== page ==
- Supernatural: After witnessing his dad's death, the son refuses to even talk with his mom. Dean gets him to open up little by little and by the end of the episode, he's back to the little kid he was before the incident.
- Raj from The Big Bang Theory is like this around women, once an attractive woman like Penny comes near him he will not speak, when he feels like talking during this time he'll whisper into his friend Howard's ear what he wants to say, it is later discovered that he will talk to women when he's drunk, and he once went on some experimental drugs to cure him of this but it also caused him to take off his clothes in front of the woman he wished to date freaking her out.
- In the play (and movie) Reckless, Pooty is this. Due to a Snowball Lie, her husband thinks she's a deaf-mute. When she's alone or with someone who will keep her secret, she talks.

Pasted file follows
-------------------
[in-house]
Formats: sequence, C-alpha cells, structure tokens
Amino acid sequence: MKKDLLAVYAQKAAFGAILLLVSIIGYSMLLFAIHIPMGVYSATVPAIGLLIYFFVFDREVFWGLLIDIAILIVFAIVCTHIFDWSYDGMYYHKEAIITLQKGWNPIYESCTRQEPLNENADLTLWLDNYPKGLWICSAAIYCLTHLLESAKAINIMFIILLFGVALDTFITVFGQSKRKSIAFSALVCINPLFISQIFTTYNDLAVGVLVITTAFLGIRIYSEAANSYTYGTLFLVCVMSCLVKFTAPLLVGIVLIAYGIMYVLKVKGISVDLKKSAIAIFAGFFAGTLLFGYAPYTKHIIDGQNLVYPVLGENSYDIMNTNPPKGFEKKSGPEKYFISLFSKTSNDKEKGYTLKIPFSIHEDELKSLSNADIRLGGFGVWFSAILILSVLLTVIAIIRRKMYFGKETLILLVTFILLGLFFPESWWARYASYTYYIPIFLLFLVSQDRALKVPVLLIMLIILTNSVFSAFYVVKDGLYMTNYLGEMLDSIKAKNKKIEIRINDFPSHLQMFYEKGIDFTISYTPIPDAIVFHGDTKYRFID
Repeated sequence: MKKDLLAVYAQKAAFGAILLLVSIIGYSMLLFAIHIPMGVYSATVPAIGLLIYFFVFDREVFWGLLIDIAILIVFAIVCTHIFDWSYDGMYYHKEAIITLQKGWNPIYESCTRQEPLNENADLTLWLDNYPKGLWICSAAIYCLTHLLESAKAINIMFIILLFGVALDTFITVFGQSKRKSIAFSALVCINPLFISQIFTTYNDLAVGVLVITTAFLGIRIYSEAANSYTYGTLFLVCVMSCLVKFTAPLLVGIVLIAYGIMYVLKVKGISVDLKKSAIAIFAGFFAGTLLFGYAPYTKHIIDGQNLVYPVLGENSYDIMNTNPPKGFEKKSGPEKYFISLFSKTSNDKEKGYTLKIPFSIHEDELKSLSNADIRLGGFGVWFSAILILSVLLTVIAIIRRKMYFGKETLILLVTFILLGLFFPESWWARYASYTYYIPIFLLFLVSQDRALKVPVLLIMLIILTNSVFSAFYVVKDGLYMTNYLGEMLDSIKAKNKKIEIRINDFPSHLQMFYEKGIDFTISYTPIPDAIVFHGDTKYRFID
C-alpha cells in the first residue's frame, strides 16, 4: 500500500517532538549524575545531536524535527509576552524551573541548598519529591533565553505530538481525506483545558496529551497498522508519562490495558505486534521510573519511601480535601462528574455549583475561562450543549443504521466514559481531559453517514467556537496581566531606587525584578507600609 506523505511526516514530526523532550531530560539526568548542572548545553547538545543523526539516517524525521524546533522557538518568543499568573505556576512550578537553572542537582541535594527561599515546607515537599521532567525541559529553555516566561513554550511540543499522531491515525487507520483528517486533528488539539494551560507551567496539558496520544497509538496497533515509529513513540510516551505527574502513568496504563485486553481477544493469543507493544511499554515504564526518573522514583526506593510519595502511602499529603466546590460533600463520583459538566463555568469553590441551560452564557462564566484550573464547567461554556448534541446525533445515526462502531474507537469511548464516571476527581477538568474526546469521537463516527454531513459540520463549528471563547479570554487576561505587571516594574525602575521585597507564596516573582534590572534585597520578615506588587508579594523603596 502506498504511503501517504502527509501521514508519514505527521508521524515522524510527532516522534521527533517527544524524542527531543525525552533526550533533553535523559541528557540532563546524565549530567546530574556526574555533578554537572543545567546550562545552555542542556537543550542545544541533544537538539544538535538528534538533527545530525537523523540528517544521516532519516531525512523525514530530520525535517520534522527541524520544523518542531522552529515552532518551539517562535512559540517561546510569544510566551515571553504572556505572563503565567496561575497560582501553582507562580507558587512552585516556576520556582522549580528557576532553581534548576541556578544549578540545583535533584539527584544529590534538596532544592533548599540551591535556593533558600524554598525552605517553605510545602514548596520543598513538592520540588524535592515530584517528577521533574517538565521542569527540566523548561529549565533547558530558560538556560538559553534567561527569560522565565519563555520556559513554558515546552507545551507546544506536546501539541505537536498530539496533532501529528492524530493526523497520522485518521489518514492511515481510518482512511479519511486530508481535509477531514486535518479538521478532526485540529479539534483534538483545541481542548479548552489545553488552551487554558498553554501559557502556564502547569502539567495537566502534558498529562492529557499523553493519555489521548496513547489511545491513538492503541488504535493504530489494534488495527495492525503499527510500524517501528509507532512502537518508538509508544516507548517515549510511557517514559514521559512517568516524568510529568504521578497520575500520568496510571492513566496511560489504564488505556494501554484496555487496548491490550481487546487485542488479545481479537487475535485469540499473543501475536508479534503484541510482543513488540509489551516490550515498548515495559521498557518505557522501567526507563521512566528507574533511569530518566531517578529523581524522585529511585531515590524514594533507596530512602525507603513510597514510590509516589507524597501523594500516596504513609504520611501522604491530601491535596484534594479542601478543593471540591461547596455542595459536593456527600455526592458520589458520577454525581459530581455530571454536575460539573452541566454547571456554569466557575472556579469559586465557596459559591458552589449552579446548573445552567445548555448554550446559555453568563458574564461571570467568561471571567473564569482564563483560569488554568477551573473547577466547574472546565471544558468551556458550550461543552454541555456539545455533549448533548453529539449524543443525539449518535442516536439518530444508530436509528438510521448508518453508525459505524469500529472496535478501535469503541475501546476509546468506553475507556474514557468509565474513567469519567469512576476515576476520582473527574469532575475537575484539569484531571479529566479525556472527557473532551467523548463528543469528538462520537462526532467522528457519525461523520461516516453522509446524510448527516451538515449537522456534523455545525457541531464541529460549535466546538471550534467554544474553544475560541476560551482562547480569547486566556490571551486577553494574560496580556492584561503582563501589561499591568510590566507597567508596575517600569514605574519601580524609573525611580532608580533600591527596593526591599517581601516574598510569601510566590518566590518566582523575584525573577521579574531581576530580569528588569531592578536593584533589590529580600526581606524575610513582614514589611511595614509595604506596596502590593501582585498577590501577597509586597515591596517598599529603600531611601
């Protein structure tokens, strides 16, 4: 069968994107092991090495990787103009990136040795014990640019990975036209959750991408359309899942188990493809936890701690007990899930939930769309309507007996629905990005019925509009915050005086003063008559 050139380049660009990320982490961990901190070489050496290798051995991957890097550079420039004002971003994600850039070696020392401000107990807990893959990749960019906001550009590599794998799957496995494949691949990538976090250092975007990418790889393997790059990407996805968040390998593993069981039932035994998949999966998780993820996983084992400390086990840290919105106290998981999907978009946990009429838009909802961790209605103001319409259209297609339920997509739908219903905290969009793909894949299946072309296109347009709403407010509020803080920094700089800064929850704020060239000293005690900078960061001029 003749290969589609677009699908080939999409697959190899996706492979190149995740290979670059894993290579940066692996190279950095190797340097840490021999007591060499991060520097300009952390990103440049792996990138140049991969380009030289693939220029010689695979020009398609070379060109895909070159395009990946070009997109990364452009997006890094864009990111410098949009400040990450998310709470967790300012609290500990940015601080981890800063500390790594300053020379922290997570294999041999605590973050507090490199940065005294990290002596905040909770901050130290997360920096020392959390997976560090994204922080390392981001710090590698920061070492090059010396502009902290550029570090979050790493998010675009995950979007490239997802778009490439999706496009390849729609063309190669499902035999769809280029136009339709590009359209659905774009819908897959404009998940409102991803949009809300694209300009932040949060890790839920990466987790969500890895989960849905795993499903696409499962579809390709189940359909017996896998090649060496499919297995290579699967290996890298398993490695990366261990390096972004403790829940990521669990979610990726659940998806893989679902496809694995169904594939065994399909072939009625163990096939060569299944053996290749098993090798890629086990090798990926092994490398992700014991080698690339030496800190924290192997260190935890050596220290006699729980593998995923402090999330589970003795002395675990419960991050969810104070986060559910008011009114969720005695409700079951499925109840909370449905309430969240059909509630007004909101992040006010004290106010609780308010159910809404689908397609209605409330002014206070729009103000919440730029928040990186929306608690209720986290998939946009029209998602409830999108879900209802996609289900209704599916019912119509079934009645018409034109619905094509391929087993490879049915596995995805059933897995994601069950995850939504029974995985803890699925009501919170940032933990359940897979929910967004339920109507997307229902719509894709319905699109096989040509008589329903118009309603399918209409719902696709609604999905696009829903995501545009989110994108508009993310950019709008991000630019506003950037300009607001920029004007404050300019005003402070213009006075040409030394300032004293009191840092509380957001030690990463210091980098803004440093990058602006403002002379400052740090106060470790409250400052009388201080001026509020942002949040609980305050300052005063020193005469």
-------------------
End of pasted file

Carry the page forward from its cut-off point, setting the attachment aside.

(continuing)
- On the Behind The Veil site there's Jennifer O'Connell, who stopped talking completely after the car crash that killed her parents and left her stranded in there for hours (due to her own paralysis). She only very recently started to talk again, and only to her step-mother or when the situation is important enough.
- The Bug in Hover Car Racer only talks to people he feels very comfortable with and close to.
- Chell from the Portal series. She can talk, she just refuses to give anyone talking to her the satisfaction of a response.
- The New Kid of South Park: The Stick of Truth is a parody of Heroic Mimes and thus responds to everything with stone-cold silence, to the frustration of others. However at the end of the game he tells the kids "Screw you guys, I'm going home" when they talk about playing a new game.
- Transformers Prime: Played with by Soundwave; while he doesn't use his own voice to speak, he uses recordings of others to communicate. He's apparently taken some kind of vow of silence, which Starscream considers a "cop out". He speaks exactly one line in his own voice (which sounds like an updated version of G1 Soundwave's).